Many of the decisions made by a character designer will be based on making the viewer react in a certain way. If you’re going to do something different, such as apply bright colours to an evil character, there must be elements that reinforce their dark nature, such as outlandish anatomy or a torn costume. This will ensure that the warmer colours won’t act as a distraction.
12. Simplify through light
After I’ve finished my drawing I paint the local colour – or in the case of the images above, the halftone. This will act as my base. I define shapes with this halftone as well as the silhouette of my shape (the character’s head and body).
I decide on the direction of my primary light source by adding a darker tone to my base, which helps me bring in the shadows. How I paint the shape of my shadow will help me to generate the volumes in the face.
Finally, I bring in white tones in the darkest areas of my character’s face, which helps me create contrast and make it looks more interesting. I limit the use of white tones, because too much can be a distraction.
13. Control the values
Early on in my learning process I produced lots of painting studies. Each day I’d find an interesting reference image that was full of shapes and contrast, and then try to reproduce it using my art tools. I learned how to create volume with values, but also how easy it is to drift away from the original sketch. If you don’t control your values then you can distort your character’s anatomy.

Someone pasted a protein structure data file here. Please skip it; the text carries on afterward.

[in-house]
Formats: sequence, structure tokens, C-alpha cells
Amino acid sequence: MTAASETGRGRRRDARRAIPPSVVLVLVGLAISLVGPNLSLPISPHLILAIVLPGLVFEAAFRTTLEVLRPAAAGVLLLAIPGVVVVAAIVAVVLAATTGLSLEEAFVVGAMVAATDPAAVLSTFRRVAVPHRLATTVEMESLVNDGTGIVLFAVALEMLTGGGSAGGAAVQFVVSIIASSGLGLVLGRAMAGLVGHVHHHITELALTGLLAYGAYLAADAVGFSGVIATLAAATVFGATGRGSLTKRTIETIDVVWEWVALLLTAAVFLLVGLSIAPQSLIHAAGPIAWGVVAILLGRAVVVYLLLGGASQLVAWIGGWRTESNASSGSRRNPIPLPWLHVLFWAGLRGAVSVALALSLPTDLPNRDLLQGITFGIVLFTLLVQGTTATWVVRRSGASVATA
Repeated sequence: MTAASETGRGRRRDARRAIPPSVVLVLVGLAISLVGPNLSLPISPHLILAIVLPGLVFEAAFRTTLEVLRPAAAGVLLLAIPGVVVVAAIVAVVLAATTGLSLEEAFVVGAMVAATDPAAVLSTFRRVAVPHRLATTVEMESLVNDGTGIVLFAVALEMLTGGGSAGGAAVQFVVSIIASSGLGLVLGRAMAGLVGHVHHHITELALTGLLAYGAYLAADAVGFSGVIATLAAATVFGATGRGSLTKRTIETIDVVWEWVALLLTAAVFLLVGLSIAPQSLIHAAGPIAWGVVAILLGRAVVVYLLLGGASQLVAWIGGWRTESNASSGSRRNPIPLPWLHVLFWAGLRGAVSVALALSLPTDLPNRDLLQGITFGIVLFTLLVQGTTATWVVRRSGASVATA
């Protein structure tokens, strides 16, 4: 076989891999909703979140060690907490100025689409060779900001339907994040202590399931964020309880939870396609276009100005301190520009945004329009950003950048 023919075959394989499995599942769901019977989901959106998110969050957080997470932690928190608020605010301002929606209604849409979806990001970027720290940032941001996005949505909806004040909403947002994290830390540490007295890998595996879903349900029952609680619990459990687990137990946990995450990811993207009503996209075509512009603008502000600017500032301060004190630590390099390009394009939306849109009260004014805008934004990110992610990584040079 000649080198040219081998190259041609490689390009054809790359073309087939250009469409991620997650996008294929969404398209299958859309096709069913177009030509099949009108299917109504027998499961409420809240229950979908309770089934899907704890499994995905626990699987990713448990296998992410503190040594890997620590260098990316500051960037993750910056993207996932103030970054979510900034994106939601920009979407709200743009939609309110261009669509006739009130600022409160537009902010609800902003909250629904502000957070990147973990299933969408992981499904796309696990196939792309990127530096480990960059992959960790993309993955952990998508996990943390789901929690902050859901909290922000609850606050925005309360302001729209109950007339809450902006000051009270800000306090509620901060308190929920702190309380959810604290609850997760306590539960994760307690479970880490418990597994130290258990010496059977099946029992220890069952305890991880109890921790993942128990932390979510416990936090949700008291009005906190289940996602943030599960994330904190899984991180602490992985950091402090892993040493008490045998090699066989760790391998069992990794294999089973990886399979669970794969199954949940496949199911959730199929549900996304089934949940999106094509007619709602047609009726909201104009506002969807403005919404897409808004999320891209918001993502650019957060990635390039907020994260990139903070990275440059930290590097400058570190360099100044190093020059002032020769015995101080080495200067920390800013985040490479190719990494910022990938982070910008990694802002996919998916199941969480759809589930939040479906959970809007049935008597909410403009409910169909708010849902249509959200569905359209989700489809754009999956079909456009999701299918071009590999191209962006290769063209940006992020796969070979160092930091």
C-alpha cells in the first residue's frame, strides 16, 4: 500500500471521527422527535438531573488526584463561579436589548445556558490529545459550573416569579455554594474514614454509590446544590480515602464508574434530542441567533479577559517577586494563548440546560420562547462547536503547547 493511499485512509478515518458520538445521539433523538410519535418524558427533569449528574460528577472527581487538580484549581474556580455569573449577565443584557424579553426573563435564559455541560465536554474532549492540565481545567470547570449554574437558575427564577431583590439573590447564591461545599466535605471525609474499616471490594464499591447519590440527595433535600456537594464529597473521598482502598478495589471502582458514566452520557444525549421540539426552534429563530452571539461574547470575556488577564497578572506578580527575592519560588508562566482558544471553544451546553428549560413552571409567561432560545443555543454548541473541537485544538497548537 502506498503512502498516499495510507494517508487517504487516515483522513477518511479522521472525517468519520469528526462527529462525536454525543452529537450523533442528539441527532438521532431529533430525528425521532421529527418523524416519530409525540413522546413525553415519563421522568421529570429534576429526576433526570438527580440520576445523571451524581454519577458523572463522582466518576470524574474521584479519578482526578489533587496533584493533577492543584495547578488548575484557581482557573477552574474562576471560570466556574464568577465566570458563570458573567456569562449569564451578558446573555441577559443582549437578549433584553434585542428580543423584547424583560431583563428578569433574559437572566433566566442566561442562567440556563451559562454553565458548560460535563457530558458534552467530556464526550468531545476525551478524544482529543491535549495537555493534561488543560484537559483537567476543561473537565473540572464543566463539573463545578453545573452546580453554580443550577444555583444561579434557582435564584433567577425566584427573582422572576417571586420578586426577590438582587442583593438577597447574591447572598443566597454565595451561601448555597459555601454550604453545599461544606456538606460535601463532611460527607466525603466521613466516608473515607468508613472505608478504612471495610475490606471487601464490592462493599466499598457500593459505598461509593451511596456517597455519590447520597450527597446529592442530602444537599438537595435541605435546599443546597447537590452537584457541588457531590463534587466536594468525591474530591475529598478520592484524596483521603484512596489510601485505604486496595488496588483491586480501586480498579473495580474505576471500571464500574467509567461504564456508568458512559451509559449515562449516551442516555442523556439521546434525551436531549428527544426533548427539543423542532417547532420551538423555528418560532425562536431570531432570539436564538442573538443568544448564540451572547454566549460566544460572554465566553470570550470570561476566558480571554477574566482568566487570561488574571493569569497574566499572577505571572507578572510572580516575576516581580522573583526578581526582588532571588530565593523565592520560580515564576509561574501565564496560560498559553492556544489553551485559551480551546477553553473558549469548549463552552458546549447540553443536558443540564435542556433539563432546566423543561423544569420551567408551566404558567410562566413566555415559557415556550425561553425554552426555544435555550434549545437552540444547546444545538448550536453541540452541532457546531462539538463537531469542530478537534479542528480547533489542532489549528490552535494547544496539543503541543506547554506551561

The face in particular is very delicate. One simple line can change the expression completely, let alone several brushstrokes. So keep it simple and work with just three values. If you feel comfortable you can always add more.
14. Play with textures
I can use soft brushes and make a clean render on my characters, but I like to play with brush strokes and add a little more interesting information to the render. I study the work of artists who produce amazing digital paintings: they emulate the traditional look of the Old Masters but with digital brushes. To me that’s an incredible skill. I’m still a fan of oil on rough canvas, so that’s why I try to capture that look using just a handful of brushes.
I only use them for the detailing stage, because my main goal is always to produce a decent drawing.
15. Be disciplined
There’s only one way to grow better as an artist and it’s with discipline. If you set yourself goals, organise your tools, produce clean studies and practise regularly, then you’re sure to improve. And finally, enjoy painting! You’ll run into difficulties from time to time, but if you like what you do then you’ll always find a reason to continue.